by Abe Goldfarb
It is a measure of how beloved and culturally pervasive Douglas Adams' Hitchhiker's Guide to the Galaxy universe is that roughly three quarters of the reviews for its long-awaited film adaptation start with the phrase "don't panic". That this phrase, like Heller's "catch-22," has entered the lexicon is a testament to Adams' enduring legacy. What's interesting about this is that Adams, on reflection, was counterculture in a way that other, hipper artists never managed to be. He was a radical atheist, his books and essays pointing toward a way of life that balanced technology and environmental concern (Last Chance to See, his document of travelling around the world to witness dying species, is absolutely stunning). In an age when the relatively innocuous His Dark Materials books are a lightning rod for religious controversy, how might modern America have reacted to Oolon Colluphid's "trilogy of philosophical blockbusters: Where God Went Wrong, Some More of God's Greatest Mistakes and Who is This God Person Anyway?" This is but a tiny detail in Adams' meticulously shambolic tapestry, a throwaway gag, but it signifies his irreverent beliefs perfectly.
Irreverence, however, has a way of going wrong when it's in the open. From the announcement of a Hitchhiker movie, through the casting, through the production photos, through the trailers, through everything else, a legion of fans was waiting to pounce at the slightest sign of corruption. What they may have missed, in their love for the literal text of Adams' work, is that in every incarnation, it was drastically different. The radio series (which was the very first version) was different from the books, which differed in many ways from the television series (the late surge of support for which has surprised me; it may be enjoyable, but it's definitely the weakest Hitchhiker project), which was pretty damn different from the Infocom text adventure. Every time Adams added to the pile, the story and mythology got stranger and more tangled. To paraphrase Adams, sometimes characters did totally different things for the same reasons, or the same things for totally different reasons. In other words, Adams had no time for the rabid reverence with which many fans have viewed his work.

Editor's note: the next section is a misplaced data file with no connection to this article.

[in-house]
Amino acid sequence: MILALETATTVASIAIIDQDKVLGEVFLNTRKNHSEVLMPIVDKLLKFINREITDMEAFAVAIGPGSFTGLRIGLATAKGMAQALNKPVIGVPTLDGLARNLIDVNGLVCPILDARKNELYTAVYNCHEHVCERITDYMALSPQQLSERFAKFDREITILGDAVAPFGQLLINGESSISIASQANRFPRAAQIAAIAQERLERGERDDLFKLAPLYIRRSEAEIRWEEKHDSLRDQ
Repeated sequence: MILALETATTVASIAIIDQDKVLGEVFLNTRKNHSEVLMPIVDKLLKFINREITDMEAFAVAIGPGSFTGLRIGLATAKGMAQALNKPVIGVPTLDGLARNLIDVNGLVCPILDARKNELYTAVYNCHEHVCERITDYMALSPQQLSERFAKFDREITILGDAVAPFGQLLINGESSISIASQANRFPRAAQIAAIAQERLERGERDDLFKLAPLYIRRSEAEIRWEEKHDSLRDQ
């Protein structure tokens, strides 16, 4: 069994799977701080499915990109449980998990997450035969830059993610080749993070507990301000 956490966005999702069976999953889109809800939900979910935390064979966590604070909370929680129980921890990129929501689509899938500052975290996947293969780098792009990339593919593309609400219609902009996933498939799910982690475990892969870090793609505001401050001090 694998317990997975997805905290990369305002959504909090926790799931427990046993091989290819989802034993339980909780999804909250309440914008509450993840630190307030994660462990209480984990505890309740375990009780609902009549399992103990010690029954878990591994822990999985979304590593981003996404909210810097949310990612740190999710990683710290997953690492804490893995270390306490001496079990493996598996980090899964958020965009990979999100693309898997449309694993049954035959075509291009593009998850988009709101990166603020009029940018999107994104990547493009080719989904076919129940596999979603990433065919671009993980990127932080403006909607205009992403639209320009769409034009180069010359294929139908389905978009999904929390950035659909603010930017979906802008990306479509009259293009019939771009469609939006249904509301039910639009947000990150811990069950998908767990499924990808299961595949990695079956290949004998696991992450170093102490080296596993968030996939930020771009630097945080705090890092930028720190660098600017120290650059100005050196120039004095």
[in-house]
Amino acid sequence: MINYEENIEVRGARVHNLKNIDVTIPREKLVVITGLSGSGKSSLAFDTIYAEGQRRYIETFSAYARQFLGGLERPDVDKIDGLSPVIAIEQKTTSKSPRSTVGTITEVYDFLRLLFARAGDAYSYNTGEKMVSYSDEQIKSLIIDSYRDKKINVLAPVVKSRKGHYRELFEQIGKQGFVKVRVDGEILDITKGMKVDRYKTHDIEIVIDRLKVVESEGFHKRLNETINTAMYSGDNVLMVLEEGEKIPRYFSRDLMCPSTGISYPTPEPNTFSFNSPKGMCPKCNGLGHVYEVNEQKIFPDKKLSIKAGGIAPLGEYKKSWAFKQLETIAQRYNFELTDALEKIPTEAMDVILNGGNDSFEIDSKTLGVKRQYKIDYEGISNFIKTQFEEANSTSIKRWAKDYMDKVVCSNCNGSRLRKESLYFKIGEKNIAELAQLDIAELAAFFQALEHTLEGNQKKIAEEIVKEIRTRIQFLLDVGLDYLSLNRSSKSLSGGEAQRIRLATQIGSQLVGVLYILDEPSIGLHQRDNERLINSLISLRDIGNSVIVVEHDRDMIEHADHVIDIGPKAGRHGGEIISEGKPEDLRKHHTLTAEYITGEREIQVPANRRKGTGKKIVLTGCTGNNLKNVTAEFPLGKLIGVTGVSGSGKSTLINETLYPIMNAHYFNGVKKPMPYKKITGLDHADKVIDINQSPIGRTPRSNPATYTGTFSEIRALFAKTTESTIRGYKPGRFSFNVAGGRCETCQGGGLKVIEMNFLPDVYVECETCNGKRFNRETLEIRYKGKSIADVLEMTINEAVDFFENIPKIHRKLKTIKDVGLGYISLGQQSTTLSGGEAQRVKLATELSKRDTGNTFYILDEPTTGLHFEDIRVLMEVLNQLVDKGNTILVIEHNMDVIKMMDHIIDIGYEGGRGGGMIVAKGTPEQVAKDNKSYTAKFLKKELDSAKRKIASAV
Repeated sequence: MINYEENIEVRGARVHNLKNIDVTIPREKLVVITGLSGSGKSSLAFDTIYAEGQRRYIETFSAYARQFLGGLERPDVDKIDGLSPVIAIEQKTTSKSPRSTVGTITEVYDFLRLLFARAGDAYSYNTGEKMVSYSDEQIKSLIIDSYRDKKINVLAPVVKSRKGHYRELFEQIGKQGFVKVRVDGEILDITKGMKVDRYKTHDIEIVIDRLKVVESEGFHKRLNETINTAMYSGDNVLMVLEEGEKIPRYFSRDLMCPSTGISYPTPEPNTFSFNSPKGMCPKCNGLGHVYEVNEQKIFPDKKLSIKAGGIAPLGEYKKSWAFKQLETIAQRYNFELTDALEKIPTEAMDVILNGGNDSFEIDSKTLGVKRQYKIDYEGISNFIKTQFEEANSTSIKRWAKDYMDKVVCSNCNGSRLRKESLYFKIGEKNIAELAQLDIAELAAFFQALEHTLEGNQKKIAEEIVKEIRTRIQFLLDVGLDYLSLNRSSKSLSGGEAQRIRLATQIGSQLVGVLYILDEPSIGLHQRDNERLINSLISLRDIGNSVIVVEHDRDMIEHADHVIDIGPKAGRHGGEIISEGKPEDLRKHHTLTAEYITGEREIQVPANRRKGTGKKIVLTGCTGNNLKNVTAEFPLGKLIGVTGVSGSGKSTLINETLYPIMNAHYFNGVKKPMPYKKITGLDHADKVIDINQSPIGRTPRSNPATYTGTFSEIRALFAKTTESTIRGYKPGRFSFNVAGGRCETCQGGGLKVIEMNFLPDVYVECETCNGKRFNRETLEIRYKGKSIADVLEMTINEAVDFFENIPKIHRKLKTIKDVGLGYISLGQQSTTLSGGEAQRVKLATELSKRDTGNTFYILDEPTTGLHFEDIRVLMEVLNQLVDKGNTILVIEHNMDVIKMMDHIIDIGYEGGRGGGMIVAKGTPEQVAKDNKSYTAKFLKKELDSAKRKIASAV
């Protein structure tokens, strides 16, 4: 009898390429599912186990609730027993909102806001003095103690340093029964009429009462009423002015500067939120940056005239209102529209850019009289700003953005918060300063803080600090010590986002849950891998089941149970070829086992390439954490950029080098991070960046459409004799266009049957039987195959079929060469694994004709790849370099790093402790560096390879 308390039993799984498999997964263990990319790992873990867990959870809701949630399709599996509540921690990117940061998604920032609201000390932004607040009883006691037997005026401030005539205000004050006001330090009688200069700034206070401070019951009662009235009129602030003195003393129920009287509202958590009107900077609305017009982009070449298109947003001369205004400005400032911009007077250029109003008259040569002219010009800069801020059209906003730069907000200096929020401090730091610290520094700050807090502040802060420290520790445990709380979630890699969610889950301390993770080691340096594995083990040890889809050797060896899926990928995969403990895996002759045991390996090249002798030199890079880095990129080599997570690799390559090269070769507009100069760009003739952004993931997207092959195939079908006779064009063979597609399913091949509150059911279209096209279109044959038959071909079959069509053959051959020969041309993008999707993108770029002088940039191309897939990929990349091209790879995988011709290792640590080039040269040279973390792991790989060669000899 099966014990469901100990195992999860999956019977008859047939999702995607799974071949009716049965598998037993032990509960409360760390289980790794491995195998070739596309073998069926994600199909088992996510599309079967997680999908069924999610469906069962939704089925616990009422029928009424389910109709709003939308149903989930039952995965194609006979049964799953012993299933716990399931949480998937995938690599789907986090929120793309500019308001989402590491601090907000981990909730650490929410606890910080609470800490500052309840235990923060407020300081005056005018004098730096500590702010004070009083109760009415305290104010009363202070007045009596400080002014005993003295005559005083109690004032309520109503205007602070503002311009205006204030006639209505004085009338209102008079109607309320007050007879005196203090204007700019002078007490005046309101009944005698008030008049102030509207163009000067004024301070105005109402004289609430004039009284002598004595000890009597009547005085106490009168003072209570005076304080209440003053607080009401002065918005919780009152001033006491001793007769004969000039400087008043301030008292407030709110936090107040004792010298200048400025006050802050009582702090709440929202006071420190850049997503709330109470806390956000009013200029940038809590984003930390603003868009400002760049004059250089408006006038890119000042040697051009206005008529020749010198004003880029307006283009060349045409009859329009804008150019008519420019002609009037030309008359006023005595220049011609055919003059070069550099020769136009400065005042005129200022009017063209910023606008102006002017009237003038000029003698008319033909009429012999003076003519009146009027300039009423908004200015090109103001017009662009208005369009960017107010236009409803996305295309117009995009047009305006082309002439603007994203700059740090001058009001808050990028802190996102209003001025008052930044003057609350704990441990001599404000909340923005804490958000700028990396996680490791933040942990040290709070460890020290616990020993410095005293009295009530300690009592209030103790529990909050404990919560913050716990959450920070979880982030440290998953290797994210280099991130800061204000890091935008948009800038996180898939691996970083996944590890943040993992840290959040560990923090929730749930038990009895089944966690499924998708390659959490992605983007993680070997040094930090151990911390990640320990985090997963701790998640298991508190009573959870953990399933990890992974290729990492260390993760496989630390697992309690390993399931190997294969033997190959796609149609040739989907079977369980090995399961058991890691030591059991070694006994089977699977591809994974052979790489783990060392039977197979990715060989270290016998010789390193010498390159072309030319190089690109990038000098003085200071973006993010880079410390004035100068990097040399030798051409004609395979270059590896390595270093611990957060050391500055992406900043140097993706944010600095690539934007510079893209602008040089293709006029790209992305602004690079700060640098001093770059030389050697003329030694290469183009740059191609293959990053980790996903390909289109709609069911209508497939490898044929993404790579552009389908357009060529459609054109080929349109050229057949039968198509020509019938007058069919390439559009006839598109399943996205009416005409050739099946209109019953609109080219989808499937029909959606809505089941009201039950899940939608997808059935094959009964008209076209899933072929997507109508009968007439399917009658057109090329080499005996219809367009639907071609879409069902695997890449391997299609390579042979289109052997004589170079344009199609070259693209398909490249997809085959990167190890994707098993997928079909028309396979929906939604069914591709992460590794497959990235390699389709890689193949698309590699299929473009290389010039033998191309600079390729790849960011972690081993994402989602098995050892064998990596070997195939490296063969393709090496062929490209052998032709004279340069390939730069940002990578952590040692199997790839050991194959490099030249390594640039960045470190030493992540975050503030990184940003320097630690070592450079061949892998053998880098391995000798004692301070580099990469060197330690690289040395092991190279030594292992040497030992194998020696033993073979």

All of this is not by way of an apologia, simply to prepare you for the odd, rambling, gorgeous, rambunctious treat of a film director Garth Jennings has delivered. The fear of many fans, that this production would be an ugly Hollywood-ization, turns out to have been completely unfounded. The basics remain the same: Arthur Dent (an unimprovable Martin Freeman), a peaceful, sad little man, discovers that his eccentric friend Ford Prefect (Mos Def, trumping cynics to deliver a terrific, serenely weird comic turn) is an alien mere moments before the destruction of Earth. Saved by Ford, Arthur is thrust into an interstellar adventure with the likes of Zaphod Beeblebrox, rogue President of the galaxy (played by the redoubtable Sam Rockwell as an antic amalgam of George W. Bush and Elvis Presley), and Trillian (the luminously off-kilter Zoory Deschanel), a girl he once met who was stolen away by the caddish Zaphod.
The changes, much picked over by the fans, are not detrimental, and in some cases mark an improvement. The addition of Rockwell, Deschanel and, especially, Def were bemoaned by the devout as compromises forced by a studio. The fact that these three comprise some of the brightest and best of the indie and off-Broadway scene immediately discounts this stupid theory (and in the case of Mos Def, the blinding racism behind the geek community's virulent reaction). Having Arthur surrounded by Americans only heightens the sense of, pardon the pun, alienation. Zaphod in particular emerges as a sharp and hysterical parody of brainless American cultural imperialism. The much-derided romance between Arthur and Trillian, not in the books, works like a soft, sweet charm, and adds a tension to Adams' digressive tale that might not have been present otherwise.
The film is, in any case, an embarrassment of riches, from its grimily low-tech production design (Vogon technology is an ugly delight) to the soaring loveliness of its bigger conceits (Arthur's tour of a planet factory is at first an effects marvel and finally a moving love-letter to the planet Earth). The opening, a big-band number sung telepathically by dolphins as they escape the doomed planet, is a belly-laugh and a half, and the closing image is an unforeseen choker-upper for any Adams fan. It's almost too much to go into, and Garth Jennings deserves a lot of credit for using as little CGI as possible (the puppet aliens, overseen by Jim Henson's Creature Shop and voiced largely by Brit comedy evil geniuses The League of Gentlemen, are beyond perfection) and for shooting and cutting the thing with unpredictable roughness.
If there is a complaint, it's only this: Adams never cared for resolutions, and his entire body of work studiously avoids story structure and momentum. In this respect, the film is utterly faithful, and it may put off the unprepared viewer. The pace lurches in spots. The tone, just as in the books, is of a genial, screwball, wit-soaked, melancholy ramble. The film never really concludes, it just sort of ends (although in this case, it's a nice setup for a sequel). Did I mind? No. Did the theater, filled with a smiling, laughing audience mind? Certainly not. The film doesn't feel like a Hollywood blockbuster, which was fine by us.
It just feels good.